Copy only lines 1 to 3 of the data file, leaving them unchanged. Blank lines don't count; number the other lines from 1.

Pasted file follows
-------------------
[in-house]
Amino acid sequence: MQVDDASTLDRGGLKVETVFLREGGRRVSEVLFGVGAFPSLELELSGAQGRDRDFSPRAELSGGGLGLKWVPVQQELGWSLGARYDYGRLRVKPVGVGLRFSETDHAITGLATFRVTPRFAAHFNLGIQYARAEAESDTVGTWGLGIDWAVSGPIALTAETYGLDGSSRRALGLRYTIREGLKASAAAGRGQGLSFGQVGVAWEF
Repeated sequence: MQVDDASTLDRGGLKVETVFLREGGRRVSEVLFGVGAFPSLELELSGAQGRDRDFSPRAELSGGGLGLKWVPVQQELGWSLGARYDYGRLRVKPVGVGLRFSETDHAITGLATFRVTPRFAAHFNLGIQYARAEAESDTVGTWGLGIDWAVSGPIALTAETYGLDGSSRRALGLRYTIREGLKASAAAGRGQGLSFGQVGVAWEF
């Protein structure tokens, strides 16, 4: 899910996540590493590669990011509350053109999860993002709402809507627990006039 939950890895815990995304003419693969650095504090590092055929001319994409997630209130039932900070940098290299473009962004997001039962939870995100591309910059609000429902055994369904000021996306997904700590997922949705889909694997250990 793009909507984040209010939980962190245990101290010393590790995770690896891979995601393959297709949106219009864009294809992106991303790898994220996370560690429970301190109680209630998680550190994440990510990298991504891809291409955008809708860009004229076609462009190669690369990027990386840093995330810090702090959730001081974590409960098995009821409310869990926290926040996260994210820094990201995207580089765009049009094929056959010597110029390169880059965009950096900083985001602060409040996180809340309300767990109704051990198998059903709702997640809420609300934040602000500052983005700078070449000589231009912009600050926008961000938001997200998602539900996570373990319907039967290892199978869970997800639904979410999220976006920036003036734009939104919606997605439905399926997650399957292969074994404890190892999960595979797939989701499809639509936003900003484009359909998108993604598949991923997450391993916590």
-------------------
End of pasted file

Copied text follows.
[in-house]
Amino acid sequence: MQVDDASTLDRGGLKVETVFLREGGRRVSEVLFGVGAFPSLELELSGAQGRDRDFSPRAELSGGGLGLKWVPVQQELGWSLGARYDYGRLRVKPVGVGLRFSETDHAITGLATFRVTPRFAAHFNLGIQYARAEAESDTVGTWGLGIDWAVSGPIALTAETYGLDGSSRRALGLRYTIREGLKASAAAGRGQGLSFGQVGVAWEF
Repeated sequence: MQVDDASTLDRGGLKVETVFLREGGRRVSEVLFGVGAFPSLELELSGAQGRDRDFSPRAELSGGGLGLKWVPVQQELGWSLGARYDYGRLRVKPVGVGLRFSETDHAITGLATFRVTPRFAAHFNLGIQYARAEAESDTVGTWGLGIDWAVSGPIALTAETYGLDGSSRRALGLRYTIREGLKASAAAGRGQGLSFGQVGVAWEF